In recent years, Brazil has taken measures to simplify the tax system. The institution of the individual microentrepreneur is one of the most recent. While these measures are being announced, the debate on tax reform continues. The year 2012 may mark the intensification of this discussion, depending on the international economic situation.
At the end of last year, President Dilma Roussef stated that she intends to slice the tax reform proposal. This provision may open the door to the adoption of new measures to simplify the system, with more tangible and immediate results than a comprehensive reform. Renowned economists, lawyers and tax lawyers advocate specific simplification actions, especially in the face of possible international economic uncertainties.
Former Finance Secretary Everardo Maciel, for example, recalls that tax complexity is costly, inefficient, controversial and paves the way for bureaucracy, corruption and tax evasion. “Nowhere in the world is there a 'tax reform'. Sudden and far-reaching changes are only feasible, although not necessarily desirable, in conditions of institutional disruption ”, says Everardo. For him, "continuous changes, focused on specific problems and forwarded through the infra-constitutional route" are preferable.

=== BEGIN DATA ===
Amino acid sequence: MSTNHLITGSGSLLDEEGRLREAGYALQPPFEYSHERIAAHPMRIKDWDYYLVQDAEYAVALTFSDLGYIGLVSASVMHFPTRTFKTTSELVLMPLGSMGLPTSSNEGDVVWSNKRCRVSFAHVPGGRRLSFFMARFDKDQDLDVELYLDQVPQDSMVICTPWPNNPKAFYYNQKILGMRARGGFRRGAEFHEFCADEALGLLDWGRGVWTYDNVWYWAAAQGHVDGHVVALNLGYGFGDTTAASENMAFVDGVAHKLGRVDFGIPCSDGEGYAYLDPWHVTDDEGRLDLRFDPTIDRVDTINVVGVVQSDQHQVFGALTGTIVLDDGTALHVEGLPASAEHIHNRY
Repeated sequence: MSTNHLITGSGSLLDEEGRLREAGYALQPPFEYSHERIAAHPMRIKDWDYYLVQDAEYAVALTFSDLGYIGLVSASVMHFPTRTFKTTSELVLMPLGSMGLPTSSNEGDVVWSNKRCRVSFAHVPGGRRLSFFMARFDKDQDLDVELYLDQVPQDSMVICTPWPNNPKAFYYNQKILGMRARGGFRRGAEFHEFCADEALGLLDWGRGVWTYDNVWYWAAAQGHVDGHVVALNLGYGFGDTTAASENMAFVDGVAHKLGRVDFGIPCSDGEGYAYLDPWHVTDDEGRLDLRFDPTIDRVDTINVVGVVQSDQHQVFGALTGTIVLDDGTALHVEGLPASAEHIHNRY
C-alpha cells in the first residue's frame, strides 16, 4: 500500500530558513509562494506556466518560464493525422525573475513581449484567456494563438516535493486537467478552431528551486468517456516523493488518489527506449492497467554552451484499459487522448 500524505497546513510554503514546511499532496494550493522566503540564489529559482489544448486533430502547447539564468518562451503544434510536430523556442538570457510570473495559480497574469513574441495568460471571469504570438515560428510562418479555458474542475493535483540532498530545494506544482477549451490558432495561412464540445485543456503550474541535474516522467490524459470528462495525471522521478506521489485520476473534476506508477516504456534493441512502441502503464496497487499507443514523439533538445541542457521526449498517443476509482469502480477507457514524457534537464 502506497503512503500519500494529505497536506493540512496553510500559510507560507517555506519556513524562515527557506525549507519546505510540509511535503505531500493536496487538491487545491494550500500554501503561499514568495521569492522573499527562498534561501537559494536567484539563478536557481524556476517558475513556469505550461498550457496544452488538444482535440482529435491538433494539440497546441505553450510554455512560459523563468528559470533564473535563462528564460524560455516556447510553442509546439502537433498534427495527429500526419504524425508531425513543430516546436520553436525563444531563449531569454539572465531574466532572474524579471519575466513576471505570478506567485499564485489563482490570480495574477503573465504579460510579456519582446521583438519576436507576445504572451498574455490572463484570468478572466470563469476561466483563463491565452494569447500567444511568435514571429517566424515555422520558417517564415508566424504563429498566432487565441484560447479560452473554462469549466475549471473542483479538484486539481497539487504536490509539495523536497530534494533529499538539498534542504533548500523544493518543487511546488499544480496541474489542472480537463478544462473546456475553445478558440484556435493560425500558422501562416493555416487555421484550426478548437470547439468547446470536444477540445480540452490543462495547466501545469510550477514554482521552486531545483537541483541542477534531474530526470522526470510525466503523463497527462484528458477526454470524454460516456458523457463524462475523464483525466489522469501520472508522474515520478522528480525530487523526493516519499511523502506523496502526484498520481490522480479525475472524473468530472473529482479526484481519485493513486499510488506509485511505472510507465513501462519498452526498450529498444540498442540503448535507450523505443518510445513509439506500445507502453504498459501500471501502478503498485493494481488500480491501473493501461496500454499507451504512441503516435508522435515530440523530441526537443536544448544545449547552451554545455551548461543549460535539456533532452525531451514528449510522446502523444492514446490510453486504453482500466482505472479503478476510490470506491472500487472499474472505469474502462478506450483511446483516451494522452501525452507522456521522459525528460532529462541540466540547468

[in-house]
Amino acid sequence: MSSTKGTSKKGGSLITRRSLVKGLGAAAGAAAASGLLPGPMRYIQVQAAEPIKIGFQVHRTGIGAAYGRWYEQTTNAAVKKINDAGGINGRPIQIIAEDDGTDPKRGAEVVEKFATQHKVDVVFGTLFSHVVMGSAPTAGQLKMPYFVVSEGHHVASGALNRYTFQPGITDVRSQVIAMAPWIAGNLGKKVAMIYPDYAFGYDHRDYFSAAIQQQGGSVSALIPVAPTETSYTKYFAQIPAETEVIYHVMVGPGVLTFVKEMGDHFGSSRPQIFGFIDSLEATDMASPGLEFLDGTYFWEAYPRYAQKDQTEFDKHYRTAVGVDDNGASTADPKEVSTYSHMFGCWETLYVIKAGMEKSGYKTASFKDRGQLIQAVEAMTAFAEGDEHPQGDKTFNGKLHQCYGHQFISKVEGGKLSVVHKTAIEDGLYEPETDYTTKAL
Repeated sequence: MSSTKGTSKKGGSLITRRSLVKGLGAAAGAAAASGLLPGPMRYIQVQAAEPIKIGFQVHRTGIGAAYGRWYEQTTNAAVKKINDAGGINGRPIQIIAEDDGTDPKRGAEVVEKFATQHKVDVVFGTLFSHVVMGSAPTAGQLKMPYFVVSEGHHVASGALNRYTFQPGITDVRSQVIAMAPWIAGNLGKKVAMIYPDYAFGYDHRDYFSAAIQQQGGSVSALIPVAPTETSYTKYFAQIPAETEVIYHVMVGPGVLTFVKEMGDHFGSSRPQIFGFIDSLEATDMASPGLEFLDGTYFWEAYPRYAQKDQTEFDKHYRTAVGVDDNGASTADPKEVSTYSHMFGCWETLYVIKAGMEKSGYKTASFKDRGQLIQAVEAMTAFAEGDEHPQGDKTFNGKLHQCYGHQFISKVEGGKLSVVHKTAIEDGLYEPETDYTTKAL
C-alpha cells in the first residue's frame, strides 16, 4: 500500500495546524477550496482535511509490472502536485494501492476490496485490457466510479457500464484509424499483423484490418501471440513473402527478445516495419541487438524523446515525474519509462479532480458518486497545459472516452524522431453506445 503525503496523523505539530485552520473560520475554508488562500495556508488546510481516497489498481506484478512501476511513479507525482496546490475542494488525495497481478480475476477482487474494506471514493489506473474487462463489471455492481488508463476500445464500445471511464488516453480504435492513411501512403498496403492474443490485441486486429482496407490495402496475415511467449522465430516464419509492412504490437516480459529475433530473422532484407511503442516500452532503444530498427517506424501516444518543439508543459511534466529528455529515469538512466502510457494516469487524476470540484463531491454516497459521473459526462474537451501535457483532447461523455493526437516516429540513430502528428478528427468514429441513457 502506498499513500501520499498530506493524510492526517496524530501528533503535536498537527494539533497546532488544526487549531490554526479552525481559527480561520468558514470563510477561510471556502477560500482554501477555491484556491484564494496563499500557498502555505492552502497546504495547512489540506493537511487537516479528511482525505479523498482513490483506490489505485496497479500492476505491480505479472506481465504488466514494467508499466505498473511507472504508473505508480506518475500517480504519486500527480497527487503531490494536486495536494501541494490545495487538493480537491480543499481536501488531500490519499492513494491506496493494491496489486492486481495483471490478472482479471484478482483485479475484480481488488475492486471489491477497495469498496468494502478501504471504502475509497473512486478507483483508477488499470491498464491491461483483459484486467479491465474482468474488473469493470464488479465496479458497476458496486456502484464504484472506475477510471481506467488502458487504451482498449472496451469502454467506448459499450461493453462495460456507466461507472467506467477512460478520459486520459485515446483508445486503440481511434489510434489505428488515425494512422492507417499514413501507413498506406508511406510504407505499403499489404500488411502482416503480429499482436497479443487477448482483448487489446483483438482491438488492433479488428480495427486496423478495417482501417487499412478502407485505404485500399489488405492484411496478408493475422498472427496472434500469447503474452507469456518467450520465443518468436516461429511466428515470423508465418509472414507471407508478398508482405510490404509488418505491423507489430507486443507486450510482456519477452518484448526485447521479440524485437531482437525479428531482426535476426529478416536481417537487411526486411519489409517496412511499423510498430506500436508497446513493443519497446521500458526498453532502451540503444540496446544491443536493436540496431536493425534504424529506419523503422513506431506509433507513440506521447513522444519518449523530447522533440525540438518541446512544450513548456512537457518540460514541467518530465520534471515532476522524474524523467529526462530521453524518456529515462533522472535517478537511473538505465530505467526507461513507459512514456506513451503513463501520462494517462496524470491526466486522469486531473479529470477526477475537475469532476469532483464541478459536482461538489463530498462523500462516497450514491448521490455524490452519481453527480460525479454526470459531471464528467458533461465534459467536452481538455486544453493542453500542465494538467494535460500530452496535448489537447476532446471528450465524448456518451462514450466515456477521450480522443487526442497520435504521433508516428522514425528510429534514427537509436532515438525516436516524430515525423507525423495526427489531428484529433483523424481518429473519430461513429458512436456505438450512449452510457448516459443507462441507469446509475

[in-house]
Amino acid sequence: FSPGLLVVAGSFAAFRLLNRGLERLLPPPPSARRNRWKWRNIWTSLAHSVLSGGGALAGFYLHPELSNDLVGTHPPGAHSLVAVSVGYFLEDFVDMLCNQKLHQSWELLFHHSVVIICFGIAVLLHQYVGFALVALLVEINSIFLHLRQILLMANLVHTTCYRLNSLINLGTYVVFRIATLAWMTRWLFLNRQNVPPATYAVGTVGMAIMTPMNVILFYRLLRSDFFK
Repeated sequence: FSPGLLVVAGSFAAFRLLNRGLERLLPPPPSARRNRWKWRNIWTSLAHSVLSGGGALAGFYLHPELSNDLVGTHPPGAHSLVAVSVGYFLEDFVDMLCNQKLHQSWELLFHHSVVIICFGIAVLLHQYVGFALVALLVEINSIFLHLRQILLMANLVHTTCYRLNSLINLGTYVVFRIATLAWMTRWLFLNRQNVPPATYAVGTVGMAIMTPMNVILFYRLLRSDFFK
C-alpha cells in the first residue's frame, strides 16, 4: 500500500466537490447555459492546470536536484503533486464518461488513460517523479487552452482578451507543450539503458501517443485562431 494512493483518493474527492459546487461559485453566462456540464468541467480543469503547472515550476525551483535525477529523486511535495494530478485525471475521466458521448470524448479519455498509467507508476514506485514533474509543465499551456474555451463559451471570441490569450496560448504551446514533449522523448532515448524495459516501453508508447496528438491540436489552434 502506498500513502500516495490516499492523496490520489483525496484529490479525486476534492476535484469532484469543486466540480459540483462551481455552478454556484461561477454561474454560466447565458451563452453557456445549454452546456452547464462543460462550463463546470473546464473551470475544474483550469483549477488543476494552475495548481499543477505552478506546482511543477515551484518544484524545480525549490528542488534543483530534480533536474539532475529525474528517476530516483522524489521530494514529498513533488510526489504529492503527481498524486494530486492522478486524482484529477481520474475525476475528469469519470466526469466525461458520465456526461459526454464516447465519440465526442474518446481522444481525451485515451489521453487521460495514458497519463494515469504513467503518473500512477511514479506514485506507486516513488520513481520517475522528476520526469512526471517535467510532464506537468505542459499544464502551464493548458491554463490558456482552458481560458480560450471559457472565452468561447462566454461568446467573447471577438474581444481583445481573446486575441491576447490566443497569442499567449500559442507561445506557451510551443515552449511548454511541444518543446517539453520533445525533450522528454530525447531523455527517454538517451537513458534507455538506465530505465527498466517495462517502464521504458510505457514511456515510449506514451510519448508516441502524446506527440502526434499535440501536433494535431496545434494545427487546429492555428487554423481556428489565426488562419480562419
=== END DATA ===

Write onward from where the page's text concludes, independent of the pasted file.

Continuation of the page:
This is the path that has been taken, even if in an unplanned way, at the national level. In the mid-1990s, for example, a reform of the Income Tax was made, making the calculation of corporate taxes simpler. "The results tend to be more efficient when the interests of the tax authorities and taxpayers are reconciled," says Everardo.
ETCO Chief Executive Roberto Abdenur highlights another aspect. “The bureaucracy for calculating and collecting taxes is just as excessive as the tax burden.” Even with measures to simplify the system, recalls Abdenur, one should not forget to facilitate the means of paying taxes, encouraging all taxpayers to effectively contribute to the country's economy and development.